FIG. 2B is similar to FIG. 2A, but includes additional details related to using hierarchical layers of polygons to assist in identifying points of interest within an approximate proximity. In particular, FIG. 2B illustrates an example origination point 260 within the red layer 0 polygon 220 a, corresponding to the location of an example user who has initiated an example search 270 of “find me a sushi restaurant with karaoke within 5 miles.” In response, an embodiment of a location-based information provider system may receive the search query, identify one or more appropriate points of interest, and provide information about one or more of the identified points of interest as search results. In this example, a pre-constructed hierarchy of polygons may be used, such that the location-based information provider system has previously stored information about average radiuses (or other size-based measurements) for various polygons (e.g., ˜0.5 miles for the red layer 0 polygon 220 a, ˜1.5 miles for the black layer 1 polygon 230 a, ˜3 miles for a layer 2 polygon that includes the black layer 1 polygon 230 a and two green layer 1 polygons 240 a and 250 a, etc.). Accordingly, the location-based information provider system may immediately automatically determine that all sushi restaurants within the layer 2 polygon (with a ˜3.5 mile radius) are at least approximately within the 5-mile user-specified proximity of interest, and may further consider all sushi restaurants within a higher-level layer 3 polygon (not shown, having an approximate radius of, for example, 6 miles) as being approximately within the 5-mile user-specified proximity of interest, such as depending on whether the identified search results are preferred or required to be over-inclusive (e.g., to prefer to include all search results that are within the 5-mile limit, even if some search results slightly farther than the 5-mile limit may be included, such as to use the higher-level layer 3 polygon) or under-inclusive (e.g., to prefer to include only search results that are within the 5-mile limit, even if some search results that are only slightly within the 5-mile limit may be excluded, such as to use the layer 2 polygon). In other embodiments, multiple layer 2 and/or lower layer polygons (e.g., layer 1 and/or layer 0 polygons) may be selected so as to cover the indicated search area as closely as possible, such as at the expense of additional processing time to identify those multiple polygons. In this example, the identified points of interest include a “Sushi Karaoke” restaurant 280 near the University of Washington and a “Singing Sushi” restaurant 290 north of Lake Union, both being within the upper green layer 1 polygon 240 a to the north of the black layer 1 polygon 230 a.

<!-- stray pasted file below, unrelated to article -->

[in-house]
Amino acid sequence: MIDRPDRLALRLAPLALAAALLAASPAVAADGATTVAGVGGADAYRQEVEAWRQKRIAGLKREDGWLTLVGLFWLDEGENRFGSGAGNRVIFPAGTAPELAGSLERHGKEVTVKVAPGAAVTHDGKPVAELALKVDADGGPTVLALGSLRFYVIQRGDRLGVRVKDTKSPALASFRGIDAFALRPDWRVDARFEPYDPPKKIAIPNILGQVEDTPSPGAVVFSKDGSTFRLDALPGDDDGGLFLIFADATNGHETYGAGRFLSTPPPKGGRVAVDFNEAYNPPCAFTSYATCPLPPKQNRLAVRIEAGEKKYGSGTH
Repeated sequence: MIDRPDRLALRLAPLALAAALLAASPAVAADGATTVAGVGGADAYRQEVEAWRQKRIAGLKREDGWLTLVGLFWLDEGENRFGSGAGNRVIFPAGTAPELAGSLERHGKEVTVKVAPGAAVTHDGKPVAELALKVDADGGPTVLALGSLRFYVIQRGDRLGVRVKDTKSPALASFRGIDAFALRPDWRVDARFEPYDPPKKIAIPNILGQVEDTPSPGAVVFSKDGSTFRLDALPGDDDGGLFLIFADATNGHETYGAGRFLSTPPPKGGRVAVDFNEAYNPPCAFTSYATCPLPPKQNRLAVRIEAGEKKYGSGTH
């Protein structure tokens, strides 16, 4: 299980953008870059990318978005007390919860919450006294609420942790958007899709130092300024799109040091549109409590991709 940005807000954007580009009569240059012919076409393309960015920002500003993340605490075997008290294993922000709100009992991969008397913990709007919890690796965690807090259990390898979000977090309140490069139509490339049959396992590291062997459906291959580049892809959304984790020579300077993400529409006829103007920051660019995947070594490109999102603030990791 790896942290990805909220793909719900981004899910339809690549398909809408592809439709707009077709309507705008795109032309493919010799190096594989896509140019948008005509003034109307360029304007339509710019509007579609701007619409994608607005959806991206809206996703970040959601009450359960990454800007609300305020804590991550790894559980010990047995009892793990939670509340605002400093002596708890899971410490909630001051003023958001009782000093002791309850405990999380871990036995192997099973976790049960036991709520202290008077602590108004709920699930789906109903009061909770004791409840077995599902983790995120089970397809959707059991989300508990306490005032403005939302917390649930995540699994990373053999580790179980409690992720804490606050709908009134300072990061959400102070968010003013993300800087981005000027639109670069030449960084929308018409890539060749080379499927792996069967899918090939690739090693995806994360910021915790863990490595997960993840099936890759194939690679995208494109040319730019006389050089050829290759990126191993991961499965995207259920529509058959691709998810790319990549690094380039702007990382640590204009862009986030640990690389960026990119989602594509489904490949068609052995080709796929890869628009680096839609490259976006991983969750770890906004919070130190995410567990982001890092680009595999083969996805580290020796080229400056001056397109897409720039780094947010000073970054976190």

Furthermore, in this example, a distance from the origination point 260 to a northwest corner 295 of the upper green layer 1 polygon 240 a (near the “Singing Sushi” restaurant) is shown for illustrative purposes, although such information may not be displayed to a user. In particular, in this example, the line illustrates that an approximate straight-line as-the-crow-flies distance between the origination point 260 and the edge of the layer 2 polygon may be estimated to be 3.5 miles, based on approximately 3.5 miles being the average radius of the layer 2 polygon. However, since the actual travel distance to this point (and the nearby “Singing Sushi” restaurant 290) is significantly longer, and in particular in this example includes traveling around Lake Union, the actual travel distance to the “Singing Sushi” restaurant 290 from the origination point 260 may be significantly longer than 3 miles. For example, in some embodiments, actual travel distances between points may be approximately determined by counting the layer 0 polygons traveled through between the points (using inter-polygon connectivity information to determine the sequence of layer 0 polygons along the travel path), such as if the layer 0 polygons have similar sizes and/or shapes. In this example, the “Sushi Karaoke” restaurant 280 is 3 connected polygons away from the origination point 260, while the “Singing Sushi” restaurant 290 (obscured by Lake Union) is accessed by traversing at least 4 connected polygons. Thus, the “Sushi Karaoke” restaurant 280 may be ranked as the approximately closest result. Accordingly, the search results provided to the user may include one or both of the two example sushi restaurants 280 and 290 (e.g., provided in text form and/or as part of a map such as the map 205 illustrated in FIG. 2B), and may further in some embodiments include information about approximate actual travel distance and/or actual travel time. Alternatively, in other embodiments, rather than counting layer 0 polygons, the techniques may instead include aggregating actual travel distances (or values for other types of travel measurements) associated with each of the polygons in a sequence between the points (e.g., a shortest sequence based on number of polygons and/or on the aggregated actual travel measurement values for the polygons).